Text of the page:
Worse, it will have a real impact on real people. Not just the employees, some of whom are friends who live in my community — West Branch, the birthplace of President Herbert Hoover. Some are employees of the National Park Service, running and maintaining a national park; some work at the Hoover Presidential Library-Museum, part of the National Archives. But it also affects the rest of us. We all benefit from their work, some more directly than others.
Just yesterday on my way to work, I passed one of them working on railings of a bridge that children in our community cross on the way to school. She and some of her co-workers have kids in our schools, or have in the past. Wonder if she’ll be working tomorrow, I thought.
The national parks are, as a friend of mine pointed out this morning, some of the best places our country has to offer and we employ people to maintain them, preserve them and share the stories they hold. These federal employees — like those who preserve our physical and financial security — are routinely assailed by some who portray them as unnecessary and wasteful, among other things.
The portrayals say more about the portrayers than about their targets, the people we hire to do what needs doing.
And what they do needs doing, in practical terms certainly, but also because they remind us more of what unites us than of what divides us.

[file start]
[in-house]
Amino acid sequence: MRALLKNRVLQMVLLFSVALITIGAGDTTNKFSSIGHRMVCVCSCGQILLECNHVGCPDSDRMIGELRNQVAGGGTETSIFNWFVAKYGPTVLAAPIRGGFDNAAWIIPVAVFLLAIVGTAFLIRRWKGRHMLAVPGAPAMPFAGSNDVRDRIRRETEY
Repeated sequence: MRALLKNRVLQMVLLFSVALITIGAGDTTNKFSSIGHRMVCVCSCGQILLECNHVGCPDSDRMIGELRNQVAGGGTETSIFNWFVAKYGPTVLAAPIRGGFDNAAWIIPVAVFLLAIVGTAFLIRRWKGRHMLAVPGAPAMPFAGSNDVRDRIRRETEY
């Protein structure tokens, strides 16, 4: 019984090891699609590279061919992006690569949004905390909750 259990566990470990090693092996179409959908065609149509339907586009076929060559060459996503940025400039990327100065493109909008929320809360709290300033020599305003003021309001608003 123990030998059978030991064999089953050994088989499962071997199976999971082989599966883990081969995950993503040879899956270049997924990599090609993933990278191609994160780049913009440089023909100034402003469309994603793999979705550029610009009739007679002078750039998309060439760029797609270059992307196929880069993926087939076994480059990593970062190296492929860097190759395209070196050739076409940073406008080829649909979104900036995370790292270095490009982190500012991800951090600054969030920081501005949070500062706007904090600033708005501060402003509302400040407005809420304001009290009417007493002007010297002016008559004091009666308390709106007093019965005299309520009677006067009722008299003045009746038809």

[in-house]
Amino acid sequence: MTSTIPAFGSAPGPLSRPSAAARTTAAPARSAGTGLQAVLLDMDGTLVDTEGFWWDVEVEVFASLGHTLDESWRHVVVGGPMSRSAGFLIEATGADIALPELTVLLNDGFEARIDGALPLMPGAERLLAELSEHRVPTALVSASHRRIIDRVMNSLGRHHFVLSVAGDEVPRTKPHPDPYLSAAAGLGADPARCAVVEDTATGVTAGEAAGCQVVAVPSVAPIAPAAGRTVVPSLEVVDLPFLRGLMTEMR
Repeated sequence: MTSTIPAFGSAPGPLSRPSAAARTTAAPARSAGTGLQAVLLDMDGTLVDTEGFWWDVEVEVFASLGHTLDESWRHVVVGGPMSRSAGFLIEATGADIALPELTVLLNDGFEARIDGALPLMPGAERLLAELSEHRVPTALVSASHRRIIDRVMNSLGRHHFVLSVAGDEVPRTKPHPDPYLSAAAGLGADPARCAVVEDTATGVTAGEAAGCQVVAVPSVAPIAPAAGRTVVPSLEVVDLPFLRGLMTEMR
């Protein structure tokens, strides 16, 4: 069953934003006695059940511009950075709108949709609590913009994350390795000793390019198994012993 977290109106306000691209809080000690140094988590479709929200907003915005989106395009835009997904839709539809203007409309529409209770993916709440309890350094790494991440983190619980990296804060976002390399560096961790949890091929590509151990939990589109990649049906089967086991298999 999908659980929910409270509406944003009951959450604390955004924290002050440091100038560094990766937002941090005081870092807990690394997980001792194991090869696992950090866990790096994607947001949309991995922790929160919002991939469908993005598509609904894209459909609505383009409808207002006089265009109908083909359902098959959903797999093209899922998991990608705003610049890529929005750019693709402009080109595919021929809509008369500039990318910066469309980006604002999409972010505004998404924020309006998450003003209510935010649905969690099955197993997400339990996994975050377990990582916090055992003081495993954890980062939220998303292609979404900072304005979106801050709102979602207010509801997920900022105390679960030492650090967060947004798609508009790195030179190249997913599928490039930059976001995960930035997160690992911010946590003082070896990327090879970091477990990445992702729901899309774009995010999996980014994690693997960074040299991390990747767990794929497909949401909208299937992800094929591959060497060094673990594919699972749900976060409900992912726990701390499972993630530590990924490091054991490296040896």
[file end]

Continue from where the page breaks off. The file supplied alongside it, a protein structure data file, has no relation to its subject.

OK, now I’m off to my doctor’s appointment. But I’ll be back to work afterward, because blowhards in Washington can’t shut all of us down.
Posted by Mike Owen, Executive Director
The figure practically screams at you, even when it’s not in all caps, when the conversation comes to corporate tax rates in Iowa.
Here’s the thing: It’s not a real number. Not really.
That is what is known as Iowa’s “top marginal rate” on corporate income tax. And it’s not a real number because it simply does not — cannot — reflect what a business pays on all its profits. Yet that is the implication when people (especially politicians) or corporations complain about it.
A top Iowa columnist, Todd Dorman of the Cedar Rapids Gazette, this week discussed the political battles over Iowa’s latest gigantic subsidies to Egyptian fertilizer company Orascom. In his piece he expressed a note of concern about the hyperbole in those battles. Then, he turned the discussion to Governor Branstad’s desire for cuts in corporate income taxes.
It is in that discussion where the hyperbole typically has been the strongest in Iowa. We are often told — as Dorman noted — that Iowa’s top corporate income tax rate is the nation’s highest. Note the emphasis added on “top.” More on that in a moment. Dorman also noted, accurately, that Iowa “has four brackets and a tangle of special interest credits.”
Because of the latter, any serious concern for our corporate friends should evaporate. Because they’re really being taken care of quite nicely, thank you, by their friends in the General Assembly and the Governor’s Office.